Massachusetts Gov. Deval Patrick said the state's House Transportation Bill, which would provide $300 million for local road and bridge projects, “doesn’t provide enough funding to actually do that work,” adding he won’t support the bill as it currently stands.
In the speech Thursday before the Massachusetts state house, Patrick added the current bill is a tax on the middle class and doesn’t properly address the state’s infrastructure issues, problems he confronted in his transportation proposal earlier this year.
“I have been clear from the start that I am willing to compromise, and have made numerous overtures to leadership and individual members,” he said. “I have also been clear that the final revenue package must be sufficient to meet our needs, dedicated (in the case of transportation), and fair. This bill is neither sufficient nor fair. It is certainly not a job-growth plan.”
In January, Patrick laid out his plan for a $13 billion comprehensive transportation strategy funded primarily by sales tax dollars – spurred on by a tax increase of 1 percent. It includes numerous changes to the Boston transit system and other tourist projects, but also focuses on infrastructure improvements that will benefit the flow of goods. Patrick’s plan calls for a $125 million investment toward the long-term development the state’s airport system and more than $2 billion for a variety of rail improvements that will ease congestion on the state’s roads.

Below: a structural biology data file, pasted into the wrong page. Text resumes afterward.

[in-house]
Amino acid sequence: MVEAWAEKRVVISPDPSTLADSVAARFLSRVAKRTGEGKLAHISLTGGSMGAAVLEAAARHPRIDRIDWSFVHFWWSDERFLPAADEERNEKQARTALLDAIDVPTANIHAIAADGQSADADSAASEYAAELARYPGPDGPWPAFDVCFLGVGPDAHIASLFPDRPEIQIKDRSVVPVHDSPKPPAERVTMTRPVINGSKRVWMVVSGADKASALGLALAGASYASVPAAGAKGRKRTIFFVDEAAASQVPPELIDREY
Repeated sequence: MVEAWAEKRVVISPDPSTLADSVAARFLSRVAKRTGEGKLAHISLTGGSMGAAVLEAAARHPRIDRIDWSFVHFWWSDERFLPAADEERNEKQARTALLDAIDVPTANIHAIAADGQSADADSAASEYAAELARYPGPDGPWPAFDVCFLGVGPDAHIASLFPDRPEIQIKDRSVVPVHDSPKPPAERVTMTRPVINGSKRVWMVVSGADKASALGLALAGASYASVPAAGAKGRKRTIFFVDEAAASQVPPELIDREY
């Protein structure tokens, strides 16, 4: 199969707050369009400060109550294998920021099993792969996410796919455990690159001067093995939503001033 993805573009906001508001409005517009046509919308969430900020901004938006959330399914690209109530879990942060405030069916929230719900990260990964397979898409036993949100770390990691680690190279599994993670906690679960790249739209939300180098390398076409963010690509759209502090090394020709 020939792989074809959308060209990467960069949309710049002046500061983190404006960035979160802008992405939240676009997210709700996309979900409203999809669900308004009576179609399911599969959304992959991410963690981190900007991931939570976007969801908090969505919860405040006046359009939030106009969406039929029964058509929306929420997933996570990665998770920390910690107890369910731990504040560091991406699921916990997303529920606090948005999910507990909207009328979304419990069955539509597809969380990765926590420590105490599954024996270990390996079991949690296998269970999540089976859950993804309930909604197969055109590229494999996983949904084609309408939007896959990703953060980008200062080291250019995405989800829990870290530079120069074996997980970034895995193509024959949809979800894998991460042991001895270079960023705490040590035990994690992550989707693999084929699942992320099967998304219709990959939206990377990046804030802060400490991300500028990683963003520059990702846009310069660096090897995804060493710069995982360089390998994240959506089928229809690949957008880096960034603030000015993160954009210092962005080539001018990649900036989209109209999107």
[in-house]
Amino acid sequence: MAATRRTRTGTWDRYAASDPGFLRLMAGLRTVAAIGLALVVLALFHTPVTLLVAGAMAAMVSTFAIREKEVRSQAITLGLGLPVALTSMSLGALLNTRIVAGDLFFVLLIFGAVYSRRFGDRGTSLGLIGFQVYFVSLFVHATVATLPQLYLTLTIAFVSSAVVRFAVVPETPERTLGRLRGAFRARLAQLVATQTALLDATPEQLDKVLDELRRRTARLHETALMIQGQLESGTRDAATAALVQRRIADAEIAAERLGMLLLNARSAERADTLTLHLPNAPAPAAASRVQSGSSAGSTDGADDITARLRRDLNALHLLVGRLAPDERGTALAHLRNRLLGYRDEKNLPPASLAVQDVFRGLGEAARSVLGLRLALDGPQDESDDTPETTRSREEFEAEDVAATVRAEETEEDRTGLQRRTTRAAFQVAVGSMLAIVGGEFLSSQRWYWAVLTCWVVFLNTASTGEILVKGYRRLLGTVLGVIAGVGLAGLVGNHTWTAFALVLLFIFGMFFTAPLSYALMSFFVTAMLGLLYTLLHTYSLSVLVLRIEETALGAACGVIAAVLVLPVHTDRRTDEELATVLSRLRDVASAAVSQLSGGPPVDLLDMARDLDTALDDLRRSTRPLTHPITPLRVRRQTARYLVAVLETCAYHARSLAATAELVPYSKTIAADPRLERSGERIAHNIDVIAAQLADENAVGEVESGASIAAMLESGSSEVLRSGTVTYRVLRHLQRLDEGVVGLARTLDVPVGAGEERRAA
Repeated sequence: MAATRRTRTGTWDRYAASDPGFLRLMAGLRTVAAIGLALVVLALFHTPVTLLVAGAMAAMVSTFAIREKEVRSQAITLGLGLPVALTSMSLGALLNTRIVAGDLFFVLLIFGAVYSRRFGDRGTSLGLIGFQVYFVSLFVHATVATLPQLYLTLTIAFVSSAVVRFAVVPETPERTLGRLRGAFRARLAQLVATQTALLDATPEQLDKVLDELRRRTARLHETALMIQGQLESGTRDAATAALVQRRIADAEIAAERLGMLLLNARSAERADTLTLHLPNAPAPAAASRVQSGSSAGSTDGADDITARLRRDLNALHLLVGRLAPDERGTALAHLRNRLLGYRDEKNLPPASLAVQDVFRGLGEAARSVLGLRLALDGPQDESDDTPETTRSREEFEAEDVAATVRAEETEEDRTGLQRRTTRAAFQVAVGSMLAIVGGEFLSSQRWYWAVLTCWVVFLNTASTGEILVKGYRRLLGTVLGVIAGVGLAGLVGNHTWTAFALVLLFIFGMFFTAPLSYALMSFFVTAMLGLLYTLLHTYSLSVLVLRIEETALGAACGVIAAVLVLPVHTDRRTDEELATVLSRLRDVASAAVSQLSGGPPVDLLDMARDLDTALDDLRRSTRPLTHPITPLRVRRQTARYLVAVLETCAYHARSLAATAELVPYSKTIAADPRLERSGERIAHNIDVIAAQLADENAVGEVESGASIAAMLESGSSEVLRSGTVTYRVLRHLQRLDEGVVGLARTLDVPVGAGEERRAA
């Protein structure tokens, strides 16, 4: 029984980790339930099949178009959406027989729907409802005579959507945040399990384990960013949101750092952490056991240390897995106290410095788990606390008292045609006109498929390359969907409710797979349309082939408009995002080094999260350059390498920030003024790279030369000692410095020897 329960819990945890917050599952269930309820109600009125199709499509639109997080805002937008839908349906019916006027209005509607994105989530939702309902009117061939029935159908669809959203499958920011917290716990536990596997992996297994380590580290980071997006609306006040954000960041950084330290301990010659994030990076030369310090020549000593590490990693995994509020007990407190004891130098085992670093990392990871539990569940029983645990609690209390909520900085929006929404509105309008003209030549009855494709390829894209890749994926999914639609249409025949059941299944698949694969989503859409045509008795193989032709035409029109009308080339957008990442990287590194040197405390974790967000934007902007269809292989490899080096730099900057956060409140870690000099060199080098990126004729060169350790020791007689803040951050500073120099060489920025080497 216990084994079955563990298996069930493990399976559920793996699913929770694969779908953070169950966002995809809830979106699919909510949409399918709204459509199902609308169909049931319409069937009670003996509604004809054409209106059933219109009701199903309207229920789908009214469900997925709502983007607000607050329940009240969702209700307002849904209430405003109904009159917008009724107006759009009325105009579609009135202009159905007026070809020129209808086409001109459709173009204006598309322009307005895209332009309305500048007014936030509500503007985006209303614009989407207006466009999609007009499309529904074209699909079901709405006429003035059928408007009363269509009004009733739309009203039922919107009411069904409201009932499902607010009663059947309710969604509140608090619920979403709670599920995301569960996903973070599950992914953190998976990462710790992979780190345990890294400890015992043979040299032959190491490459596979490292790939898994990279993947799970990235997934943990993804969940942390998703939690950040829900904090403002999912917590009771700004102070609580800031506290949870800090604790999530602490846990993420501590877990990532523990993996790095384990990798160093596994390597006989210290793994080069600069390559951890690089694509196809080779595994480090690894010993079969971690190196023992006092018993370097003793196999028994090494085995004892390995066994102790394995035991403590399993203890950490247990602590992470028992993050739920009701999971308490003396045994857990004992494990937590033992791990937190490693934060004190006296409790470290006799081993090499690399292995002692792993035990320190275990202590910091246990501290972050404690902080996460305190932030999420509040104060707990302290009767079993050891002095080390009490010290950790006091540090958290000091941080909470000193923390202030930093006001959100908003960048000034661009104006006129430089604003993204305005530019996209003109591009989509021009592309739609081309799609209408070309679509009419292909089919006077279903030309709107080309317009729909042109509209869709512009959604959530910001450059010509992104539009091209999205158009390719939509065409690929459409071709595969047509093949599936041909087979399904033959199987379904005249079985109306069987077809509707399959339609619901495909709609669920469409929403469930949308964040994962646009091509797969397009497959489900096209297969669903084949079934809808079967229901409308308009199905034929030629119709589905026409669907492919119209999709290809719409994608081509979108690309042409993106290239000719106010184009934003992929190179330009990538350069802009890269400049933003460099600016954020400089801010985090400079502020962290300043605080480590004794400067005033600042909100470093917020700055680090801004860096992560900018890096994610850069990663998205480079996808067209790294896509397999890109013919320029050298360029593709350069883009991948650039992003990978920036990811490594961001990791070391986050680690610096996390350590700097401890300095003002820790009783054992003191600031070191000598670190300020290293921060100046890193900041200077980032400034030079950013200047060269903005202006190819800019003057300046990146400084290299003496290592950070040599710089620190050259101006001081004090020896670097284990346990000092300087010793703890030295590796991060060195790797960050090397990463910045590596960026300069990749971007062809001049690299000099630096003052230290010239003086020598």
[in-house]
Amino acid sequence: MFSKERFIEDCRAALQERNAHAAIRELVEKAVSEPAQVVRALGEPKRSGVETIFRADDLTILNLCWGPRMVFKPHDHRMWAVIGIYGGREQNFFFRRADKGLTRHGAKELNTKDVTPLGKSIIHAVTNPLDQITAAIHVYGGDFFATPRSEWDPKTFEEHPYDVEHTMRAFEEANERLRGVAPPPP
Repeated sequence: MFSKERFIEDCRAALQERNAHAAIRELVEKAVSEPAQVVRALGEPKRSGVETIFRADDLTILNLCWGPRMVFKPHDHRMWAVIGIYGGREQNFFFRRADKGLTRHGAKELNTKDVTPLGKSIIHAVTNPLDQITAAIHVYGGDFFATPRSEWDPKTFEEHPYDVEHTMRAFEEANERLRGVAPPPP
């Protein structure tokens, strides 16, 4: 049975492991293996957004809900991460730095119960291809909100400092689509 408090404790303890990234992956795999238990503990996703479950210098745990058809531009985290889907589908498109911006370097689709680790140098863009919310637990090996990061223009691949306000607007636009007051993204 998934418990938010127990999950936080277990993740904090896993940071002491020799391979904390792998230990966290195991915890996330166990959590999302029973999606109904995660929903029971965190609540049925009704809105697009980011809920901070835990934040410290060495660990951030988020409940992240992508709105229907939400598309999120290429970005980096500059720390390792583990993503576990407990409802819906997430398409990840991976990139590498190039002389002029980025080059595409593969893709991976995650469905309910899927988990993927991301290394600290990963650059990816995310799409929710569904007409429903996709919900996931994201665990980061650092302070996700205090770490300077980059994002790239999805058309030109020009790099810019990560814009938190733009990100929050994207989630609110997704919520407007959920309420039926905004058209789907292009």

The House proposal, which will be up for a vote Monday, April 8, hopes to pay for transportation programs by increasing the gasoline tax by three cents per gallon, among other measures. The $500 million plan, announced Tuesday, is a much smaller attempt that, among other things, increases aid for municipal roads and increases the budget of regional transit authorities. The plan does not include a $400 million overhaul of a section of Interstate-91 that the governor is seeking and officials say is a critical, and necessary, improvement.
Thursday, Patrick expressed hope that his transportation priorities can still be met, but stood firm in his opposition to the alternative bill.
“I still believe we are in the midst of the process of finding a solution, not at the end of it,” he said. “But I want to be clear that I cannot support another effort to kick the can down the road, and I won’t.” - Jon Ross